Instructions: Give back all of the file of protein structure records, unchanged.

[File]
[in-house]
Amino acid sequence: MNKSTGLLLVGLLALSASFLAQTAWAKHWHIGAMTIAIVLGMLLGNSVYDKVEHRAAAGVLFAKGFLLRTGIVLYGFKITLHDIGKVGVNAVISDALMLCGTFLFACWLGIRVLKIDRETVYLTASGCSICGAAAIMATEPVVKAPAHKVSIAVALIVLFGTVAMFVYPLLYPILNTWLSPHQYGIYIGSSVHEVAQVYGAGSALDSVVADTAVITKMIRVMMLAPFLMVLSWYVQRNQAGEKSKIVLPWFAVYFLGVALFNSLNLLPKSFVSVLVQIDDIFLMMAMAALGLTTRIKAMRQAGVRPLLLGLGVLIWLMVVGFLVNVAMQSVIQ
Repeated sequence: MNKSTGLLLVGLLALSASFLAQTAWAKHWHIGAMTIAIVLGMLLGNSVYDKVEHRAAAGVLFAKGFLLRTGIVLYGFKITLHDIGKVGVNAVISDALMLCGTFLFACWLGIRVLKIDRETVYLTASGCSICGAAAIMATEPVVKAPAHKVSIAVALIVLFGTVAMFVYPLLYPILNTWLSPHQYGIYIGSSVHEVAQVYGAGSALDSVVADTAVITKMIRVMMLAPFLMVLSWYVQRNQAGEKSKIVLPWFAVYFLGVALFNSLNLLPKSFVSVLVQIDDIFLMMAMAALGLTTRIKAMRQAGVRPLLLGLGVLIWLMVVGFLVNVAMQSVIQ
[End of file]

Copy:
[in-house]
Amino acid sequence: MNKSTGLLLVGLLALSASFLAQTAWAKHWHIGAMTIAIVLGMLLGNSVYDKVEHRAAAGVLFAKGFLLRTGIVLYGFKITLHDIGKVGVNAVISDALMLCGTFLFACWLGIRVLKIDRETVYLTASGCSICGAAAIMATEPVVKAPAHKVSIAVALIVLFGTVAMFVYPLLYPILNTWLSPHQYGIYIGSSVHEVAQVYGAGSALDSVVADTAVITKMIRVMMLAPFLMVLSWYVQRNQAGEKSKIVLPWFAVYFLGVALFNSLNLLPKSFVSVLVQIDDIFLMMAMAALGLTTRIKAMRQAGVRPLLLGLGVLIWLMVVGFLVNVAMQSVIQ
Repeated sequence: MNKSTGLLLVGLLALSASFLAQTAWAKHWHIGAMTIAIVLGMLLGNSVYDKVEHRAAAGVLFAKGFLLRTGIVLYGFKITLHDIGKVGVNAVISDALMLCGTFLFACWLGIRVLKIDRETVYLTASGCSICGAAAIMATEPVVKAPAHKVSIAVALIVLFGTVAMFVYPLLYPILNTWLSPHQYGIYIGSSVHEVAQVYGAGSALDSVVADTAVITKMIRVMMLAPFLMVLSWYVQRNQAGEKSKIVLPWFAVYFLGVALFNSLNLLPKSFVSVLVQIDDIFLMMAMAALGLTTRIKAMRQAGVRPLLLGLGVLIWLMVVGFLVNVAMQSVIQ